Around the world, small-scale recycling of lead from car batteries is growing. Experts say lead pollution from these uncontrolled activities is a deadly threat…
Danger of stalking children from lead batteries of cars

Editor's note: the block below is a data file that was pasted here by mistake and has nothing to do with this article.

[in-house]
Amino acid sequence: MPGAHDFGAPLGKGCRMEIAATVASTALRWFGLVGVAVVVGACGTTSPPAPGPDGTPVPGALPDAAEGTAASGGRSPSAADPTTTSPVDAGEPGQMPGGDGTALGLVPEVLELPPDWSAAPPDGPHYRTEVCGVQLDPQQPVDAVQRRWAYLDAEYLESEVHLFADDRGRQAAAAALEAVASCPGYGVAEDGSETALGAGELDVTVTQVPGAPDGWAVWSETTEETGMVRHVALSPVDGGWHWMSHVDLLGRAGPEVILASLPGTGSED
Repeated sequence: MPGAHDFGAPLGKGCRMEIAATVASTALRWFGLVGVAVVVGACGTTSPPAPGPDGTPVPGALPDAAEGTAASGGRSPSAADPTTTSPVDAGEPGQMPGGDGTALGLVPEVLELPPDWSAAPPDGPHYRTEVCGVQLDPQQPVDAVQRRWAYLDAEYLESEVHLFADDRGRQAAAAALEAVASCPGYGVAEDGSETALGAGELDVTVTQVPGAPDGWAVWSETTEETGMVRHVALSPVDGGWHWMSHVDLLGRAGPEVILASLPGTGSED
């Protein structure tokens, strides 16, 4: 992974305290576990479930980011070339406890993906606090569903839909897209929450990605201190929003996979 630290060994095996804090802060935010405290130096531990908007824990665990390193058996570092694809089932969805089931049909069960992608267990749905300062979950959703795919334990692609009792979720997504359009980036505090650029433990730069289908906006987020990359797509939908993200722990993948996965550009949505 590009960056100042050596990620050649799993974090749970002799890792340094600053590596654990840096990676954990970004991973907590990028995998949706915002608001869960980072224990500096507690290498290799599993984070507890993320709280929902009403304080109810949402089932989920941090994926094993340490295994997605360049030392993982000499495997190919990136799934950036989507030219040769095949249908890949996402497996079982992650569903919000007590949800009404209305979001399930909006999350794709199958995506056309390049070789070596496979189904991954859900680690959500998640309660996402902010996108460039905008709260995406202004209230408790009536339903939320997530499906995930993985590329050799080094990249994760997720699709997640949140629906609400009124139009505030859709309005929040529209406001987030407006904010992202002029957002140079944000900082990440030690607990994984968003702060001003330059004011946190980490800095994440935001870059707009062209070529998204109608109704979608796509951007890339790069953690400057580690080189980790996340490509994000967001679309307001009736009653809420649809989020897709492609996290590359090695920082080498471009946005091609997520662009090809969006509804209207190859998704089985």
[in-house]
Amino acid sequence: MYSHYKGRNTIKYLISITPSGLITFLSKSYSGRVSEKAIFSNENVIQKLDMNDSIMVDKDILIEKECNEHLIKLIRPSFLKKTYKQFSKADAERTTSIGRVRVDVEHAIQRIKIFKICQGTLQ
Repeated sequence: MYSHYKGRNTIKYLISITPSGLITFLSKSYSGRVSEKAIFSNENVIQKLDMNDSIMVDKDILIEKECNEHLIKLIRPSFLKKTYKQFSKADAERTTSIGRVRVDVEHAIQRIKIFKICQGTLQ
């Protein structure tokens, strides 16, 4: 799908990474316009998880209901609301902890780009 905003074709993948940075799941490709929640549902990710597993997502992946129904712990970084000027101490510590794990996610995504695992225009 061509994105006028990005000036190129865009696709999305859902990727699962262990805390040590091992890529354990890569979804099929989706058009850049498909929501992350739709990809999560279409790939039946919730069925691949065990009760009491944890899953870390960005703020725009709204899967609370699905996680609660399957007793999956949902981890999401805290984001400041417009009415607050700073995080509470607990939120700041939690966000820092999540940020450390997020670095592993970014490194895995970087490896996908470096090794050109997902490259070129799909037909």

Around the world, unsafe recycling of lead batteries (mainly from cars) is widespread. Perry Gottesfeld of Occupational Knowledge International (a San Francisco-based organization that campaigns worldwide against industrial pollution) called lead pollution “the most serious health threat to children”. In Senegal, 18 children died within three months of cerebral palsy caused by lead poisoning from a battery recycling plant on the outskirts of Dakar. In addition to those 18 children, hundreds more children in the residential area were poisoned. A person cooks lead manually in the Pesarean (Indonesia). Image source: Pure Earth On the other side of California, a giant lead smelter is located in the city of Torreon (Mexico), which has a history of childhood blood poisoning in the neighborhood and stretches back half a century. Air, soil and water pollution has long been documented around small and large lead smelting and recycling plants. Doctors all know that lead can be easily inhaled or swallowed, and when it enters the bloodstream, lead dust will immediately travel from the digestive tract to the brain. On the other hand, it should be known that lead is a potent neurotoxin and at no level has ever been deemed safe. Besides causing fever and affecting the gastrointestinal tract, lead poisoning also damages intellectual development in young children even at a low dose, reduces intelligence quotient (IQ), loss of attention. , and emotional disorders. Workers disintegrate car batteries in preparation for lead recycling in Patna, India. Image source: Pure Earth Lead poisoning is also believed to be the cause of outbreaks of violent behavior in communities in the United States and around the world. The UNICEF report noted: Lead wreaks havoc on the body in a silent way. One-third of children worldwide are suffering from lead poisoning from recycled batteries and other sources. Fatty profits but a danger to human health An estimated 85% of the lead used today is in batteries, mainly used in cars. And when the battery runs out, 99% of the expired battery will be recycled to create a new battery. The recycling battery business is very lucrative, this is a money-making business. Tens of thousands of people breaking batteries and smelters around the world are looking for ways to monetize it, collecting an abundance of used batteries and turning them into brand-new products. According to the International Lead Association, in London: “More than 6 million tons of lead are collected each year. Lead batteries are the most recycled consumer product in the world, thanks to recycling they no longer have to be mined.” Because of very little regulation, in many countries around the world, small-scale operators compete with the legal battery industry. “Total half of all batteries are in the informal economy, where unregulated and often illegal recycling processes have broken battery cases, spilling lead acid and dust into the ground. Lead smelting in open-air furnaces has spewed toxic fumes and dust around residential areas,” according to a report published in June 2020 by Pure Earth and UNICEF. With the rapid development of African economies, more than 800,000 tons of lead leach out of batteries each year on the subcontinent. And the consequences for human health and the environment have already begun to emerge. Two years ago, Mr. Gottesfeld completed research showing that lead poisoning had spread to the land around battery recycling plants in crowded slums or near schools in cities such as Dar es. Salaam (Tanzania), Lagos (Nigeria) and the port of Tema (Ghana). Lead contaminated soil is excavated in Dong Mai ward (Hanoi, Vietnam). Image source: Pure Earth In addition to Africa facing serious lead poisoning problems, Southeast Asia is also facing a similar crisis. Mr. Bill Daniell (School of Public Health, University of Washington) is the lead author of a 2015 study on lead exposure around Dong Mai ward (Ha Dong district, Hanoi), where many households are engaged in recycling. battery processing. More than 100 children in Dong Mai were tested and all showed high blood lead levels of more than ¼/45 micrograms/decilit, which is nine times the safe limit in the US. In India, a study published in 2019 by Toxics Link (an NGO based in New Delhi) announced that 90% of lead batteries in India in recycling plants are in the informal sector. awake. The study mapped residential areas in major cities like New Delhi, where lead-battery recycling plants operate without any official supervision. Nguyen Thanh Hai ( According to e360.yale.edu )
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